Historians research and analyze the past through writing, teaching, and studying.
Historians as Educators
To teach at the elementary or secondary level you need a mulitple subject teaching credential (for elementary) or single subject teaching credential (for secondary level), a B.A., and a passing score on the CSET and CBEST . Plan early -there are a few education classes that you can take as an undergraduate. To teach at a community college you need an M.A. as a minimal requirement. Most professors at universities have earned a Ph.D. For up-to-date information on teaching at the elementary or secondary school level consult with the CASE office in the education building.
Historians as Managers
The study of history provides a context within which to understand how people interact with each other in a wide variety of social/political/economic situations. Some academic fields “train” students for narrowly defined careers in specialty areas. History “educates” students to be effective generalists in a multitude of settings. The term “managers” suggests people who know how to deal effectively with other people, provide necessary leadership in difficult situations, and accomplish goals with purpose and intelligence. Broadly educated history majors have been encouraged to think critically and typically are able to articulate their thoughts well both orally and in written communication. Business and public service agencies actively seek the kind of people described in this category.
Historians as Communicators
Included in this category are positions as writers, editors, journalists, documentary editors, and producers of multimedia material. Such jobs require conducting research to insure authenticity of a particular historical person or era. The field also employs researchers for news broadcasts and programming and production staffs. For more information, contact The National Association of Broadcasters, 1771 “N” Street, N.W., Washington, D.C.Visit The National Association of Broadcasters Wesbsite.
Historians as Information Managers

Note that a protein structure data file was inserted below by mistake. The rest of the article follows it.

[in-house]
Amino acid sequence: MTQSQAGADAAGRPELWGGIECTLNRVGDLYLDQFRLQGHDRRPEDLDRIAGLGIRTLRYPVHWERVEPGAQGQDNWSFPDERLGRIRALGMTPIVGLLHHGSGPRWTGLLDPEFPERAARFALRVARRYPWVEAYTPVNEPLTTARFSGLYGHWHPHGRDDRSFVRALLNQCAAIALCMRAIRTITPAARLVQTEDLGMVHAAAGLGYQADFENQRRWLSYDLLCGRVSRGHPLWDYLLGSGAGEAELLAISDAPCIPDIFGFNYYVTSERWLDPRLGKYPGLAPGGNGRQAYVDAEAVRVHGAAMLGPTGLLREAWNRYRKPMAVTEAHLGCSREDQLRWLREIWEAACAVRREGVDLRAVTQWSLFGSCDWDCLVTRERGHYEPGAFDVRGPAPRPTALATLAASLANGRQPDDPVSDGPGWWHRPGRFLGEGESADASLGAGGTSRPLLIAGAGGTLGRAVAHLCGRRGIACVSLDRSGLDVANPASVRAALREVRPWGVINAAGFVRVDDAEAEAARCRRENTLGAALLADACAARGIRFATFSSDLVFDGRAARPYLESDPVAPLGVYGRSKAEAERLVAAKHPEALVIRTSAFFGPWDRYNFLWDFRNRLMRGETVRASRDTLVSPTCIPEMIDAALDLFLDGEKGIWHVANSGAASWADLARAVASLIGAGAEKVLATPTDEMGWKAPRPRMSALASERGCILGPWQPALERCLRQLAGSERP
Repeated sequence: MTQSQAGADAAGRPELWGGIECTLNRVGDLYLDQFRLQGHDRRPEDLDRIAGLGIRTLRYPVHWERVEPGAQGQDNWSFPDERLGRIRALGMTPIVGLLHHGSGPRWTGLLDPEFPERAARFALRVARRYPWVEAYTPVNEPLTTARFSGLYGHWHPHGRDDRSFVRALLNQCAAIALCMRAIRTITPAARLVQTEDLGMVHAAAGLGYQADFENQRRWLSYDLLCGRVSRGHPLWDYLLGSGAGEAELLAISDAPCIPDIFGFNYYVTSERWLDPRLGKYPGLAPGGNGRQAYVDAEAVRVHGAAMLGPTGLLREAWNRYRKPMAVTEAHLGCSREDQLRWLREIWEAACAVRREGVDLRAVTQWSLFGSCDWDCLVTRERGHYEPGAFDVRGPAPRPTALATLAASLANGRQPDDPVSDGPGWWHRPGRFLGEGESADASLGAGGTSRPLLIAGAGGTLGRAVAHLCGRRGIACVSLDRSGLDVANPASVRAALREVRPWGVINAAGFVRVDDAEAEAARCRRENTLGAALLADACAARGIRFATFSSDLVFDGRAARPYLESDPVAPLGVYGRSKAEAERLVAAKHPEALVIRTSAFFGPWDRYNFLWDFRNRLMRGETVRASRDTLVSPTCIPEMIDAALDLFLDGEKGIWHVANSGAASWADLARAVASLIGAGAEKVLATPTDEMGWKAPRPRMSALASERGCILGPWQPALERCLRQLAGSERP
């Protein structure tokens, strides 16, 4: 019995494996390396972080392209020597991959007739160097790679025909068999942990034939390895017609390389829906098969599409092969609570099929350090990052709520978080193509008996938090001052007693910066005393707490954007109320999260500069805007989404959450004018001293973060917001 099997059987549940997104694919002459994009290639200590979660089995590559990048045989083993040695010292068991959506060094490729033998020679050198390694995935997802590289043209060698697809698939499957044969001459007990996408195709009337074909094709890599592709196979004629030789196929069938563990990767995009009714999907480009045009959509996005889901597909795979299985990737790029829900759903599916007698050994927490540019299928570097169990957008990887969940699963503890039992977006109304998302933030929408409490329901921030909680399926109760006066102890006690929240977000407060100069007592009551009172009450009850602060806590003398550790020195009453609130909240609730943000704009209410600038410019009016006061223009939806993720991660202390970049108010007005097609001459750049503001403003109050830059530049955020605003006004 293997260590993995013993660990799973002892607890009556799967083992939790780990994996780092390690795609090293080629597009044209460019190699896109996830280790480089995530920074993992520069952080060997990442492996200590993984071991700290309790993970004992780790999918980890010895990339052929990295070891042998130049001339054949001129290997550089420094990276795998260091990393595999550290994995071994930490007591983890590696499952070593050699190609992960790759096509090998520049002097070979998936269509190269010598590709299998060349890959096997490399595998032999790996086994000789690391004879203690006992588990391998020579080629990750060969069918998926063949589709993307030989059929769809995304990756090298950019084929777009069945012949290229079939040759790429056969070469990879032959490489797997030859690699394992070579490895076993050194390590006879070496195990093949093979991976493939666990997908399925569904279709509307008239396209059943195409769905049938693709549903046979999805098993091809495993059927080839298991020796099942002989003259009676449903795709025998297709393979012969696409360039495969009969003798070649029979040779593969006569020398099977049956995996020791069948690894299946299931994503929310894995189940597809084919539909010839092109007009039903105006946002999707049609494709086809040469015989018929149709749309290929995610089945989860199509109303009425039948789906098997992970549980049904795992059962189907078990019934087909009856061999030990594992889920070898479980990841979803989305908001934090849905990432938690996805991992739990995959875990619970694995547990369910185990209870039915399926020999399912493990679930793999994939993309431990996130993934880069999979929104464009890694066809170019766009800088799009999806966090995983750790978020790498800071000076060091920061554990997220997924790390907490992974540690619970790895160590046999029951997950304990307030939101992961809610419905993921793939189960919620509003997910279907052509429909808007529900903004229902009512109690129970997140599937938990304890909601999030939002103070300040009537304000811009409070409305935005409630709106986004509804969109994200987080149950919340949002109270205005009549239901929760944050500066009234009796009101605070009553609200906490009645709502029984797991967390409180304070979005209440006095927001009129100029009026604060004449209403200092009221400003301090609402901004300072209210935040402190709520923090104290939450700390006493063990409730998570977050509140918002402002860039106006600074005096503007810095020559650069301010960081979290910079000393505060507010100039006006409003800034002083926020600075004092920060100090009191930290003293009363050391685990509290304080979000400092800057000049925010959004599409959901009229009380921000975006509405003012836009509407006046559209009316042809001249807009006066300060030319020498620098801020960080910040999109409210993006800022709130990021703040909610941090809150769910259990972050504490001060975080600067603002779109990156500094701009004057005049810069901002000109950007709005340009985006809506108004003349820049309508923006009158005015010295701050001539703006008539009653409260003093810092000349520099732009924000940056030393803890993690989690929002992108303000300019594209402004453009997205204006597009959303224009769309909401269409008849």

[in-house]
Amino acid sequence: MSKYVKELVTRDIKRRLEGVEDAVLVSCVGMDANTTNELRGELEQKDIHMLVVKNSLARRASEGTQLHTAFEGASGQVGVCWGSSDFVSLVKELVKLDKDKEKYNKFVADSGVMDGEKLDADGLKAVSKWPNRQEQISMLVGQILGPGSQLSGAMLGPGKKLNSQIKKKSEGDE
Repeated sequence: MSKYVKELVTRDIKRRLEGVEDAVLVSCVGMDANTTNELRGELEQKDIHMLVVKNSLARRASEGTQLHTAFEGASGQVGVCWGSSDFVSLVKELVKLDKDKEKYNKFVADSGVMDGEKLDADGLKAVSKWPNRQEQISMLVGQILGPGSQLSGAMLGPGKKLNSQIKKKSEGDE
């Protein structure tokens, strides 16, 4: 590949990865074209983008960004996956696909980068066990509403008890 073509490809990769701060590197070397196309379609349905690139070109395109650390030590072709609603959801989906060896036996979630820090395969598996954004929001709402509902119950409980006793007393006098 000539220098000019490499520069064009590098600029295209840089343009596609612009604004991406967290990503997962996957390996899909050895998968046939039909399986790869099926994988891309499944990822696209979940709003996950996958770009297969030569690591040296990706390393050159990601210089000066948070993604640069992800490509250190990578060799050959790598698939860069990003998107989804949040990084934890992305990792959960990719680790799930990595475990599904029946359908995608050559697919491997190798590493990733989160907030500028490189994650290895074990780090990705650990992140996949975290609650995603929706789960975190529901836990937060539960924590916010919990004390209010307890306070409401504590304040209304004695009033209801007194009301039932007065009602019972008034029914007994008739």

Technological experience is helpful in the field of information management, which includes the acquisition, organization, storage, retrieval, and dissemination of information. History students can use their history education for positions as archivists, records managers, librarians, and information managers. For more information, contact the Society of American Archivists, 527 S. Wells Street, 5th Floor, Chicago, IL 60607-3922. Visit Society of American Archivists website.
Historians as Researchers
Work at museums, historical organizations, or work in cultural resources management or historic preservation. These careers require the ability to identify, classify, and preserve historical documents and other source material in museums, galleries, libraries, and historical societies. Larger corporations and government agencies also employ historical archivists. For more information, contact the Society of American Archivists, 527 S. Wells Street, 5th Floor, Chicago, IL 60607-3922. Visit Society of American Archivists website. or American Association of Museums website, 1575 Eye Street, Suite 400, Washington, D.C..
Historians as Advocates
The legal profession uses the historian’s skills for research, writing, analysis, and persuasion. A B.A. in history is an excellent springboard into law school, or employment as a paralegal, in litigation support, for legislative staff work, and in foundations. For more information, contact The American Bar Association, 750 15th Street, N.W., Washington, D.C. Visiit The American Bar Association's website
Historians in Government Service
Foreign Service Officers work to strengthen foreign understanding and support for U.S. policies and actions. Overseas service is required and officers are often placed in foreign embassies and consulates. For more information, contact The U.S. Department of State, HR/REE, SA-1, 2401 E Street, N.W., 5th Floor Highrise, Washington, D.C. Visit The U.S. Department of State's website.